Assassination Conspiracy

More documents related to President John F. Kennedy’s assassination will soon be released. Many still believe JFK’s death was a government conspiracy. I was a believer of a conspiracy for 32 years. Until I heard first hand from Waggoner Carr, one of the few people that had seen all the evidence of the Warren Commission and personally conducted the Texas criminal investigation of President Kennedy’s assassination. At the time of President Kennedy’s death and the wounding of Texas Governor John Connally, Waggoner Carr was the Attorney General of Texas.

His investigation and the Warren Commission report, concluded that Lee Harvey Oswald acted alone. I had known and admired the former AG who had served as Speaker of the Texas House of Representatives from 1951-1961. He was a true Texas gentleman.

As an attorney, Waggoner Carr, had done pro-bono legal work for a non-profit organization when I served as its President. In 1995, I invited Attorney Carr to speak to the members of the organization at our monthly breakfast meeting at the Petroleum Club in San Antonio. He had known my parents and graciously accepted. Waggoner and Ernestine, his wife of many years, drove in from Austin the evening before the early morning meeting.

I took them to dinner at the Petroleum Club. We were joined by Mr. and Mrs. Bob Davis and Rob Sutherland. As the women conversed about children and grandchildren, the men listened intently to Waggoner, who was a great storyteller. When the conversation turned to the Kennedy Assassination, I learned the Carr’s attended the breakfast for President and First Lady at the Rice Hotel in Houston the morning before that fateful day in November 1963.

They left the Presidential entourage to fly to a luncheon in Dumas. President Kennedy, VP Johnson, Governor Connally and their wives flew to Carswell AFB near Fort Worth. Waggoner Carr and Ernestine would meet the Presidential Party in Dallas for a luncheon at the Trade Center the next day. They did not know about the assassination until landing in Dallas.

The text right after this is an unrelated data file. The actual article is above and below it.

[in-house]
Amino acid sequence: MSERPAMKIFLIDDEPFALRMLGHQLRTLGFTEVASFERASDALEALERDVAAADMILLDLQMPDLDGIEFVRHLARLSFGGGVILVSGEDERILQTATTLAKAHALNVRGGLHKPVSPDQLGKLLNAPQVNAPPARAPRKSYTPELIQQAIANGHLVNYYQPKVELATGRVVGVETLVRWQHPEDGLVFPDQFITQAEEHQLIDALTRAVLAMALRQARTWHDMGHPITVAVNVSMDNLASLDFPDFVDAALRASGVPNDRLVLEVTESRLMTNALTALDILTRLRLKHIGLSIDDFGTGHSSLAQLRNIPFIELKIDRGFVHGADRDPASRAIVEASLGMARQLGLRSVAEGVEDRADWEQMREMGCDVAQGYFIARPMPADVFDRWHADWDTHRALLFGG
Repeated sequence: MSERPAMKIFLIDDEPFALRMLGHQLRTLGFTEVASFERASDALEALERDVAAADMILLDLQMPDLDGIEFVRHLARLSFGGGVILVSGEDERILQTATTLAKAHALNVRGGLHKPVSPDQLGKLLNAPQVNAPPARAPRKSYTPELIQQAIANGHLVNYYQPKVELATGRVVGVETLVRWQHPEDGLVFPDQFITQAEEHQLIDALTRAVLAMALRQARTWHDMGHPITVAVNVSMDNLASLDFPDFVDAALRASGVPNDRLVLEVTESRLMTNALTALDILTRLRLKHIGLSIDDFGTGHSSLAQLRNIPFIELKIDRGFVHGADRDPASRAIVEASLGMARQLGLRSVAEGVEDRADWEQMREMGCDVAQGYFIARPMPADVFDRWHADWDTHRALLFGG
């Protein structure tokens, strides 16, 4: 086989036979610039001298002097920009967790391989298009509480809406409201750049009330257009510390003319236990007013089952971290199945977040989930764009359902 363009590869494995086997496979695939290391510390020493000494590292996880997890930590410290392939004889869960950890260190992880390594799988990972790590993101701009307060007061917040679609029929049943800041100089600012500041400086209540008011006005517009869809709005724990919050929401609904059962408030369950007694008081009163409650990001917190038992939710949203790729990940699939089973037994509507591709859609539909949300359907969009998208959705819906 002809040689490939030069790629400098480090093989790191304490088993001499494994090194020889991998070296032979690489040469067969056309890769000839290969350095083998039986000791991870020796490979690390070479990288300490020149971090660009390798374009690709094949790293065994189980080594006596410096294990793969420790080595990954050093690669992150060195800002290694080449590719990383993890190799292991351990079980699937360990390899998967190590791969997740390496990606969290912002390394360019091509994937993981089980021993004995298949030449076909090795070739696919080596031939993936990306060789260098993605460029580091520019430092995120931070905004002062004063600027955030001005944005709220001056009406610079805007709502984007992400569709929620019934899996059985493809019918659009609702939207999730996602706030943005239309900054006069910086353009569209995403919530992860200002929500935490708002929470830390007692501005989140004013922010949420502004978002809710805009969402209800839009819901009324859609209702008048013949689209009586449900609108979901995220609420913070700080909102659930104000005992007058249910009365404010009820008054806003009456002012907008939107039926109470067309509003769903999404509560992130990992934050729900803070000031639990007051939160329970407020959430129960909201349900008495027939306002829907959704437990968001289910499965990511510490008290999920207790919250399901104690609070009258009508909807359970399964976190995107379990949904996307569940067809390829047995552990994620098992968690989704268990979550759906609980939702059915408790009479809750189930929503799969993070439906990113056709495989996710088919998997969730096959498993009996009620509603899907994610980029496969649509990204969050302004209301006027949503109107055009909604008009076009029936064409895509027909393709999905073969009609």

The AG and Dallas District Attorney Henry Wade first thought it was a conspiracy. There were many theories about this strange little man that pulled the trigger. Did he act alone? He had made trips that drew suspicion. Several theories were discussed, which our guest addressed adequately. Eventually the gentleman Waggoner was, smiled and shook his head and said, “Never was a crime so thoroughly investigated as the JFK assassination and, like Abraham Lincoln’s assassination, there will always be those that have their own theory.”

Knowing him as I did, I accepted the fact that Oswald acted alone. I’m sure many authors will research the newly released material and write a book or two. I will not be one of them! Driving the Carr’s back to their hotel, I asked Waggoner why all the documents hadn’t been released. He answered, “I suppose…out of respect for the President’s family.”

In the sixties, regardless of your political affiliation, American’s respected our President and his family. Something that I see missing today.

Waggoner Carr

A True Texas Gentleman


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